This term we have introduced the use of Super Scribblenauts on Nintendo DS into our Literacy Rotations in the 6B classroom. Released in 2010, the game is a little gem for GBL, as the puzzles rely on the player correctly and creatively using spelling, adjectives and nouns to solve puzzles that encourage players to think outside the square.
The game is rated PG, so I sent home notes to gain parental permission for students to play the game in class. It was easily the fastest return rate on notes I have ever seen, and every child received permission to play.
For the first time, I have been able to get a class set of games through a wonderful partnership we have established with a games association in Sydney. Previously I have funded all of the consoles and games used in my classroom and have not been able to afford class sets of games. This has restricted the focus of the literacy learning to topics that apply to different games at one time e.g. character focus, vocabulary in the game. With a class set of Super Scribblenauts I have been able to create learning foci more specific to the content of the game. This has enabled students to work much more collaboratively on a puzzle than when they were playing different games at one time. Students have also been able to save their game progress and continue from where they were the week before without another player adding to their score or progressing further in the game.
The use of adjectives has been a focus for the students in my grade since the beginning of the year. Most students tend not to use adjectives in their writing, even though some are using similes and simple metaphors. Success in Super Scribblenauts depends on the use of adjectives to clearly describe the nouns required to defeat monsters, fill the empty box, cause the extinction of the dinosaurs, fix the race car, allow the arguing brothers to get along and many other goals to achieve in the game. I have created graphic organisers for each puzzle we have focussed on and they are downloadable as images if you right-click on them and select save as from the menu.
Four of my students this year were in my grade last year too and are now very comfortable with learning through the use of games. The other students, who had not experienced GBL prior to this year, very quickly got used to approaching a game as a text and with a particular focus for learning in mind with the four experienced students guiding them.
The graphic organisers made the learning focus for each puzzle very clear to the students and reminded students to use the internet to source further information around the puzzle’s focus. Students were able to compare and contrast items within each puzzle, group them according to use, alphabetise them and find a relevant match for them. When we began to use Super Scribblenauts students seemed to automatically rely only on their prior knowledge to solve the puzzles and would come to me if they didn’t know anything about the topic presented to them by the game. After a few weeks of this students now come to me only to ask if they can get a netbook as they now know that exploration of the topics through use of the internet is a way to make text-to-text links with the game.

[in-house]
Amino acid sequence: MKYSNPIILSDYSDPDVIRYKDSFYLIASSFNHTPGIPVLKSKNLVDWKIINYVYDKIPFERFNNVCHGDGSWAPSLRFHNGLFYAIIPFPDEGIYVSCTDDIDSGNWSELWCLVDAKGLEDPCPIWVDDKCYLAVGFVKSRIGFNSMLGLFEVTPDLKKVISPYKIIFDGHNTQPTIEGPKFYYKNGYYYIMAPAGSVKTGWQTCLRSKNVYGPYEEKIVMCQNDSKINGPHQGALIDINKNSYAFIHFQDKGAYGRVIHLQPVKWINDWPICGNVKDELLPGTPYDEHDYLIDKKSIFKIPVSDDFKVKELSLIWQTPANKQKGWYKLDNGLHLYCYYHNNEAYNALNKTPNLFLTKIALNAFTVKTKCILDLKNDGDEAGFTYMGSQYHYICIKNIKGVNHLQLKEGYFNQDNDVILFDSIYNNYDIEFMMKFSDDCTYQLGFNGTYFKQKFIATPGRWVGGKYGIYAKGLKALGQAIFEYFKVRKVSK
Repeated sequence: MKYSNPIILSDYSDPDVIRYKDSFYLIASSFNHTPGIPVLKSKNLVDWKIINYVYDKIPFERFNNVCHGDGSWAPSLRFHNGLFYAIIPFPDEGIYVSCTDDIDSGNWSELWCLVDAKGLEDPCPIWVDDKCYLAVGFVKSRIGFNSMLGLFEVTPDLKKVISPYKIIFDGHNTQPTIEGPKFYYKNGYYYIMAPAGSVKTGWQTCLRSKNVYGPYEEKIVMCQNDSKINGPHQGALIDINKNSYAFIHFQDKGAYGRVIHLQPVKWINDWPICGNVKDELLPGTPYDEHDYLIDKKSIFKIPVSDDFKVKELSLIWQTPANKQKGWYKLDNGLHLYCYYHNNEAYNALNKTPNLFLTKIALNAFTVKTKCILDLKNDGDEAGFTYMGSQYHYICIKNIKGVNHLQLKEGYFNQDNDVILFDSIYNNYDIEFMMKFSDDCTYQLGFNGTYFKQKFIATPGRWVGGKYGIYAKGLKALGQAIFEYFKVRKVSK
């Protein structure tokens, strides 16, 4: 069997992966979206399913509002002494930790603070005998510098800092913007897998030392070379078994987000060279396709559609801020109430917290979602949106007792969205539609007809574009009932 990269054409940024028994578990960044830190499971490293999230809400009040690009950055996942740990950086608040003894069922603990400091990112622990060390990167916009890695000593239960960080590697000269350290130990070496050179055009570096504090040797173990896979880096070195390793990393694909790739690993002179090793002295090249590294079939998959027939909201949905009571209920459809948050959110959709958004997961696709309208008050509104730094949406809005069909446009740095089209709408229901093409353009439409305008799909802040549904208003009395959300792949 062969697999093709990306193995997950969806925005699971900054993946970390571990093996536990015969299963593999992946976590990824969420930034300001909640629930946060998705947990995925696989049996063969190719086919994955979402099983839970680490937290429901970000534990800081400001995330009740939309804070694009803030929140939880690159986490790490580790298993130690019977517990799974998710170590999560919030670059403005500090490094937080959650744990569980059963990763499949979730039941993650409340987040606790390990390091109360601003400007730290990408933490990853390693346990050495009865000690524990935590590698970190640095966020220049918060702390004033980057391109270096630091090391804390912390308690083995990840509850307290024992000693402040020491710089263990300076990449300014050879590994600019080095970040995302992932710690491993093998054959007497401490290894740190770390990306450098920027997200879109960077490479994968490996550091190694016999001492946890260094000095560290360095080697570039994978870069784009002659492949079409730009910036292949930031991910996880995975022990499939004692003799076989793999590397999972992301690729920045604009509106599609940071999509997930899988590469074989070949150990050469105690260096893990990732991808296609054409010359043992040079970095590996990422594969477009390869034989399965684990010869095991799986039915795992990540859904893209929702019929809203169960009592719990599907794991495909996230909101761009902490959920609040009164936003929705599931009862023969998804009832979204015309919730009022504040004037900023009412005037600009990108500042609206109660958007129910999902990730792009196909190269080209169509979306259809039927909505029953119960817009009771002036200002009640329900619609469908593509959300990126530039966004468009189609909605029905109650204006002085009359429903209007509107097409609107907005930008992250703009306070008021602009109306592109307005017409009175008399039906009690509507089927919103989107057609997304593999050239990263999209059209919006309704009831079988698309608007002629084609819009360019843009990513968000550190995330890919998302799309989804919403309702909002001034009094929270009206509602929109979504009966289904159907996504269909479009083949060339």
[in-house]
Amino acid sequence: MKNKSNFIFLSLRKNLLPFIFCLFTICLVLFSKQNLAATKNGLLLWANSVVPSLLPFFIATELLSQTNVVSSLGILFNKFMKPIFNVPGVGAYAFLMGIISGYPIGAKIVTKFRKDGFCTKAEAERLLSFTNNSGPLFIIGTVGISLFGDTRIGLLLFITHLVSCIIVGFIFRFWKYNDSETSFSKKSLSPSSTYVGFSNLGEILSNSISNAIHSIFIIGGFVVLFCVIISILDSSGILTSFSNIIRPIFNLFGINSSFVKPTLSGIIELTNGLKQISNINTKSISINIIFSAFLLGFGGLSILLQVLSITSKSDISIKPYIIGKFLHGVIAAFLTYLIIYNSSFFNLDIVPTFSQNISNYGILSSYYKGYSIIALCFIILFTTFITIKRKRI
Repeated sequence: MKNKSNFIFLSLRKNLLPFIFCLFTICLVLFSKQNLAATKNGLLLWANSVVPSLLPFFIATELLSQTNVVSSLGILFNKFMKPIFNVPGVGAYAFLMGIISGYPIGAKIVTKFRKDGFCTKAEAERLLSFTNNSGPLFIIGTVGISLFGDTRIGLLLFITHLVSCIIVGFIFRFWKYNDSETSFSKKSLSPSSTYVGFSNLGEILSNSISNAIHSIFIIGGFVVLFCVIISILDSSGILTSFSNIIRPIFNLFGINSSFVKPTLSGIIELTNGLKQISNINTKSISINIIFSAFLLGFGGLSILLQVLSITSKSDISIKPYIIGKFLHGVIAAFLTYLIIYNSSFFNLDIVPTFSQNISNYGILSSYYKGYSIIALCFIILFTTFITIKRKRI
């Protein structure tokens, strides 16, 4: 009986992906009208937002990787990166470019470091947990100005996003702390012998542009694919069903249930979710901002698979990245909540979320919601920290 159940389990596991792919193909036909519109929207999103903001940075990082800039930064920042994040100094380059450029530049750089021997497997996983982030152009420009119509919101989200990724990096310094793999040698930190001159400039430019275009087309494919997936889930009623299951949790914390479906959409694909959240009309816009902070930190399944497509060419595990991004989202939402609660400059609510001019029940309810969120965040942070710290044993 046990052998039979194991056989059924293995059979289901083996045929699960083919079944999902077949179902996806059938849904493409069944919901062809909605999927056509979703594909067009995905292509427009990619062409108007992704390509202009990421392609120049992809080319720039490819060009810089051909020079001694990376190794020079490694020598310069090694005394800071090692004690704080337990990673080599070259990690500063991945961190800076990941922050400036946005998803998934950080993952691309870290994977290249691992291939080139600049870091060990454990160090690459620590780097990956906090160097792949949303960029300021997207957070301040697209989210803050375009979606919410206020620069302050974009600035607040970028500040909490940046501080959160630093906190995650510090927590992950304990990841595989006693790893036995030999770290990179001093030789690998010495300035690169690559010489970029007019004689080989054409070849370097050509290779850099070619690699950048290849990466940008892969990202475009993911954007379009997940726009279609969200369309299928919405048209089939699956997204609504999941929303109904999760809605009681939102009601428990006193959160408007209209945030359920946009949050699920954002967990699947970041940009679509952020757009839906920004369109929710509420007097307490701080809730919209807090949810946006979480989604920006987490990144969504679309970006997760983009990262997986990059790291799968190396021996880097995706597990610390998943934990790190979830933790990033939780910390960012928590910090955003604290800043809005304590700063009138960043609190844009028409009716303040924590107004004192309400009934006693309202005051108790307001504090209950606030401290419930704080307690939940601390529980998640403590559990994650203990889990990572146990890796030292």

This year my school is employing a new data tracking system, which includes the tracking of student attendance across the school. As of last week, my grade had the best attendance in the school for the year so far. I believe GBL has quite a bit to do with that statistic.
The puzzles in Super Scribblenauts cover a wide range of topics and I think this is a positive as it exposes students to a range of landscapes, vocabulary and themes they don’t engage with on a daily basis. For example, one puzzle focuses on homes for different characters, including a tiger, a boy and a cow. The graphic organiser asked students to list these characters and the homes that match them, but then asked them to list other animals and their homes. Some students were able to complete this using prior knowledge, others used the internet to research some animal homes to complete their list.
When playing the game, students must use at least two adjectives to describe any noun they use for a puzzle. I then linked this focus to writing, and asked students to include two adjectives for each noun in their narrative writing, so as to encourage students to make further text-to-texts links between the game and their own writing. From my experiences with games in Literacy last year, I expect that students will begin to make this link on their own during term three.
Super Scribblenauts has been an excellent game for use in the grade 6 classroom, and I recommend it to teachers in the grade 5 to year 8 areas (middle years). The game presents challenges that entertain and engage players of all ages. I know I’ve been challenged by it, especially in level 8, where one puzzle still defeats me! It has been much more valuable in regards to focussed learning to have a class set of one game rather than a broad focus designed to suit the learning in a variety of games.